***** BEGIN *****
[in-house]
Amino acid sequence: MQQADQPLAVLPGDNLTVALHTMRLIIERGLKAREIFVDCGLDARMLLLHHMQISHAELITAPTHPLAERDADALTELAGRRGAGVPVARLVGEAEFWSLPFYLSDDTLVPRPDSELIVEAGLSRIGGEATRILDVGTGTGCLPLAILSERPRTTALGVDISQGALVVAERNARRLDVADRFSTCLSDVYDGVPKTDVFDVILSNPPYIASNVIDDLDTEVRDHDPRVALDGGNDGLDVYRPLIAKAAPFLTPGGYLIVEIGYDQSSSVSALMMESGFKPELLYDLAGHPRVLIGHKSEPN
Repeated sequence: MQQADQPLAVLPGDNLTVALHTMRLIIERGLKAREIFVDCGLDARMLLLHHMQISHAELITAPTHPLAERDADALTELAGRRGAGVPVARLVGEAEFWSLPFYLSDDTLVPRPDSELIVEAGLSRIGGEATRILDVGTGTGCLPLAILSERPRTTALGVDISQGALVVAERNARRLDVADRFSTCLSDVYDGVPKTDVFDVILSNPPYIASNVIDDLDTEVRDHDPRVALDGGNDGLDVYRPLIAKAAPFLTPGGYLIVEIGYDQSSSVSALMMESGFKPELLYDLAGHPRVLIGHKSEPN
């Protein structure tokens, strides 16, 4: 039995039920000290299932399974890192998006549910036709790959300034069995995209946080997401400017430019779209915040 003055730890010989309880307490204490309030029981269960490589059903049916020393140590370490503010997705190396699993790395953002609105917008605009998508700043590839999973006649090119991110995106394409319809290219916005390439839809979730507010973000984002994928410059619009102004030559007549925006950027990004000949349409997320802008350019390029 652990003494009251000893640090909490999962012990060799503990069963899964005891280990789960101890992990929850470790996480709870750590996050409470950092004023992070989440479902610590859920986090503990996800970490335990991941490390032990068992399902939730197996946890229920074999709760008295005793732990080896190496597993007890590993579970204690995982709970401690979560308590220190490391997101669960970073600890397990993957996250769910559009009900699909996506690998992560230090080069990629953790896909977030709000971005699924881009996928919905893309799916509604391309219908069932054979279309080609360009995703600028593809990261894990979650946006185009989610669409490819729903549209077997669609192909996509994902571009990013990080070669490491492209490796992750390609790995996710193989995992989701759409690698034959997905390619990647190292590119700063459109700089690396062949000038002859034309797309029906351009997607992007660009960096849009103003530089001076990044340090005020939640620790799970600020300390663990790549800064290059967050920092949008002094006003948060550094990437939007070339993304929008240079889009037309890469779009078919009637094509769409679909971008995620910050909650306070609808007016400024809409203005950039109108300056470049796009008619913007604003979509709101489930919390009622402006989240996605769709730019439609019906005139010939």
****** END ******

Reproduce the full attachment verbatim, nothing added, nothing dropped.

[in-house]
Amino acid sequence: MQQADQPLAVLPGDNLTVALHTMRLIIERGLKAREIFVDCGLDARMLLLHHMQISHAELITAPTHPLAERDADALTELAGRRGAGVPVARLVGEAEFWSLPFYLSDDTLVPRPDSELIVEAGLSRIGGEATRILDVGTGTGCLPLAILSERPRTTALGVDISQGALVVAERNARRLDVADRFSTCLSDVYDGVPKTDVFDVILSNPPYIASNVIDDLDTEVRDHDPRVALDGGNDGLDVYRPLIAKAAPFLTPGGYLIVEIGYDQSSSVSALMMESGFKPELLYDLAGHPRVLIGHKSEPN
Repeated sequence: MQQADQPLAVLPGDNLTVALHTMRLIIERGLKAREIFVDCGLDARMLLLHHMQISHAELITAPTHPLAERDADALTELAGRRGAGVPVARLVGEAEFWSLPFYLSDDTLVPRPDSELIVEAGLSRIGGEATRILDVGTGTGCLPLAILSERPRTTALGVDISQGALVVAERNARRLDVADRFSTCLSDVYDGVPKTDVFDVILSNPPYIASNVIDDLDTEVRDHDPRVALDGGNDGLDVYRPLIAKAAPFLTPGGYLIVEIGYDQSSSVSALMMESGFKPELLYDLAGHPRVLIGHKSEPN
């Protein structure tokens, strides 16, 4: 039995039920000290299932399974890192998006549910036709790959300034069995995209946080997401400017430019779209915040 003055730890010989309880307490204490309030029981269960490589059903049916020393140590370490503010997705190396699993790395953002609105917008605009998508700043590839999973006649090119991110995106394409319809290219916005390439839809979730507010973000984002994928410059619009102004030559007549925006950027990004000949349409997320802008350019390029 652990003494009251000893640090909490999962012990060799503990069963899964005891280990789960101890992990929850470790996480709870750590996050409470950092004023992070989440479902610590859920986090503990996800970490335990991941490390032990068992399902939730197996946890229920074999709760008295005793732990080896190496597993007890590993579970204690995982709970401690979560308590220190490391997101669960970073600890397990993957996250769910559009009900699909996506690998992560230090080069990629953790896909977030709000971005699924881009996928919905893309799916509604391309219908069932054979279309080609360009995703600028593809990261894990979650946006185009989610669409490819729903549209077997669609192909996509994902571009990013990080070669490491492209490796992750390609790995996710193989995992989701759409690698034959997905390619990647190292590119700063459109700089690396062949000038002859034309797309029906351009997607992007660009960096849009103003530089001076990044340090005020939640620790799970600020300390663990790549800064290059967050920092949008002094006003948060550094990437939007070339993304929008240079889009037309890469779009078919009637094509769409679909971008995620910050909650306070609808007016400024809409203005950039109108300056470049796009008619913007604003979509709101489930919390009622402006989240996605769709730019439609019906005139010939």